The Padres continue their East Coast swing with three in Atlanta starting Tuesday evening. To learn more about the 2008 Braves, I checked in with Mac Thomason, of the venerable and most excellent blog Braves Journal.
Ducksnorts: The NL East looks to be tight again this year. How do you like the Braves’ chances?
Thomason: I’d like it better if I was confident in John Smoltz’s shoulder or Rafael Soriano’s elbow. The Braves are going to score some runs; they’re outscoring the Phillies this year even with the Phillies’ park advantage. But right now the starting pitching is a huge mess (I realize that the Braves have been better at preventing runs than scoring them so far, but looking at this roster, I don’t see that holding up), and the only starter anyone seems to have confidence in is Jair Jurrjens. That’s not good. Right now, I think that the Phillies are the favorite.
Ducksnorts: The Braves appear to be playing better than their record suggests. One area where they’ve struggled is in one-run games. What’s going on there, and do you envision it improving?
Thomason: This problem in one-run games has been going on for some time; they were 18-25 in them last year, and 19-33 in 2006. In those years, you could generally blame the bullpen and the constant closer turnover (I call the Braves’ closer situation The Curse of Gene Garber) but the bullpen has actually been pretty decent this year. So maybe it’s just one of those things, but 0-9 is ridiculous.
Ducksnorts: How do Chipper Jones and John Smoltz (his recent trip to the disabled list notwithstanding) continue to avoid the decline phase of their careers?
Thomason: I don’t know. If I knew, I’d bottle it. It may partially be that the time they missed due to injuries has paradoxically helped them, keeping them from overexerting themselves. Chipper, as a hitter, has very few flaws, and I think that a lot of the time it’s less that the strengths go away than that they don’t stay strong enough to hold off the flaws.
Ducksnorts: You’ve got a few ex-Padres playing in at Atlanta. How are Buddy Carlyle, Royce Ring, and one of my favorites, Mark Kotsay, doing over there?
Thomason: Kotsay… has been better than I feared he would be. He’s played well defensively, and pretty much been a non-factor (positive or negative) on offense. The Braves seem to have a three-way rotation in left and center going on right now, with him sharing time with Matt Diaz and
I’m not sure what the deal is with Ring, who’s thrown only four innings this year. He got pounded in a couple of appearances against right handers, and Bobby seems to have decided to use him strictly as a LOOGY. His last four appearances have been for a third of an inning apiece. He’s got a 9 ERA, but has pitched better than that.
Carlyle’s doing pretty well in a relief role, even though he always seems ready to get his head handed to him. We complain about the bullpen a lot, but it’s been the work of guys like Carlyle that’s kept the team in games.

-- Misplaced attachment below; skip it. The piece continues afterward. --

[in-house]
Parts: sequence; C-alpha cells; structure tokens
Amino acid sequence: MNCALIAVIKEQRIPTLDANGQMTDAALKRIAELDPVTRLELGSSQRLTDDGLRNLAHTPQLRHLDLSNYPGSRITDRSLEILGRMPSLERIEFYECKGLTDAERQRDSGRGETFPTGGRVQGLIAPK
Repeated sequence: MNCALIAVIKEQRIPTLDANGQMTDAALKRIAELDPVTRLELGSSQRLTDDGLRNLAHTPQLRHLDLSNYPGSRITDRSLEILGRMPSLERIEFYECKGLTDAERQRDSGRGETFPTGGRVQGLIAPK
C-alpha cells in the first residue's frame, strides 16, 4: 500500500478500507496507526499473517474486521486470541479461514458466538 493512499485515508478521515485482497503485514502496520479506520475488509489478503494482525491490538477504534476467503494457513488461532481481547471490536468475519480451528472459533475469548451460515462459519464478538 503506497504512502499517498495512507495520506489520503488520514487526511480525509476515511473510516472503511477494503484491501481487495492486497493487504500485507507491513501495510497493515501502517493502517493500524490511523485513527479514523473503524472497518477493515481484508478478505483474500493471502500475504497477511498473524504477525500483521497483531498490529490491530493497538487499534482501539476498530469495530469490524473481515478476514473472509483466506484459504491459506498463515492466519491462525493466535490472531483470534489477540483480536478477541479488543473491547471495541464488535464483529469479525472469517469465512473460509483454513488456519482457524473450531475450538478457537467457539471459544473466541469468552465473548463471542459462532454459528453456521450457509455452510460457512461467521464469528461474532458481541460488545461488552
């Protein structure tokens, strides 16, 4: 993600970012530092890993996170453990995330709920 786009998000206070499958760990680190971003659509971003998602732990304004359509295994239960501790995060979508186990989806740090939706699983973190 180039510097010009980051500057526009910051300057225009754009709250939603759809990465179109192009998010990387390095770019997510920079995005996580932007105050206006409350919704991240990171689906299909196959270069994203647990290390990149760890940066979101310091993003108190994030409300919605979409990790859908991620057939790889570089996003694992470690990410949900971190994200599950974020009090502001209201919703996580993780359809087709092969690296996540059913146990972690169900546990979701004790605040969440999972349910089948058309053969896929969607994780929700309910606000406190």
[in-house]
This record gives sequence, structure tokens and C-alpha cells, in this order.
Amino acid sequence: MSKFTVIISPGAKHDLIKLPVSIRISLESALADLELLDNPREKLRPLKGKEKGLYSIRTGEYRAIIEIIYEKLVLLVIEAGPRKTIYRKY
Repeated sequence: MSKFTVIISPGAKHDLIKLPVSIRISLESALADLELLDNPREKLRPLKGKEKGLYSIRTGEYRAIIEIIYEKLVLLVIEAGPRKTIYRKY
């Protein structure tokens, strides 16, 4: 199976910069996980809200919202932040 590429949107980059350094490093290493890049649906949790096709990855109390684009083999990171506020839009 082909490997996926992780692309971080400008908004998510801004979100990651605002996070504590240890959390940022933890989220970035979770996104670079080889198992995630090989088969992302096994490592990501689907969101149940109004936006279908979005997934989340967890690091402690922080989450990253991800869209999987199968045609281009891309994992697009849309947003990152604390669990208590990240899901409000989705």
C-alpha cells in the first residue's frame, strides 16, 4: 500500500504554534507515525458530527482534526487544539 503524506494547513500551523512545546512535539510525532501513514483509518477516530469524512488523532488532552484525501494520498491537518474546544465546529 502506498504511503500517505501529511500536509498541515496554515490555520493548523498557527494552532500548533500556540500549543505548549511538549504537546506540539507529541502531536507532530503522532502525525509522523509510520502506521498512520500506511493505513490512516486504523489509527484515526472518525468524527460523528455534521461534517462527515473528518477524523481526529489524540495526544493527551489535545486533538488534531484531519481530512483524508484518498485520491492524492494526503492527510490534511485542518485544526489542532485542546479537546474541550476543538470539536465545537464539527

Ducksnorts: Along with the veterans that many of us grew up watching — Jones, Smoltz, Tom Glavine — there also are plenty of kids on this team. Brian McCann and Jeff Francoeur have established themselves as big leaguers, and Yunel Escobar appears to be doing the same. Who are some of these other guys, and what should I know about them?
Thomason: McCann and Francoeur are the Odd Couple. They’re longtime friends, and roomed together when they came up. McCann (Oscar) is paradoxically the more disciplined hitter, a lefthanded-hitting catcher with power. His biggest weakness is common to the type — he’s painfully slow. Francoeur (Felix) is a tools guy who is slowing making himself into a good player. Every year, he seems to learn another pitch that he shouldn’t swing at. He’s got a really great arm, and eventually people will learn to stop trying to run on him.
Escobar may secretly be a clone of Edgar Renteria. He’s another right-handed-hitting shortstop with a high average, some pop, and good on-base skills. Some projection systems didn’t like him coming into the season, but a lot of that was that he had very little history entering the year (he was a Cuban refugee drafted in 2005) and he one full year in the minors was a bad one. He will annoy the hell out of you if you root for the other team.
Kelly Johnson, the second baseman, is the leadoff hitter, and the streakiest baseball player I’ve ever seen. One week, he will look hopeless, and the next week he looks like Chase Utley’s big brother. When he’s on, he will hit for power and average and walk 15% of the time. When he’s off, the one thing he’ll do is work the count.
Jair Jurrjens came over from the Tigers in the Renteria trade; he’s projected as a mid-rotation starter and has looked strong so far… Gregor Blanco was born 20 years too late, he’s a left-handed-hitting outfielder with no power at all, but a good average, some walks, and a whole lot of speed.
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There you have it. Thanks again to Mac for swinging on by and giving us the dirt on his team. As always, we wish the Braves luck once the Padres are out of town.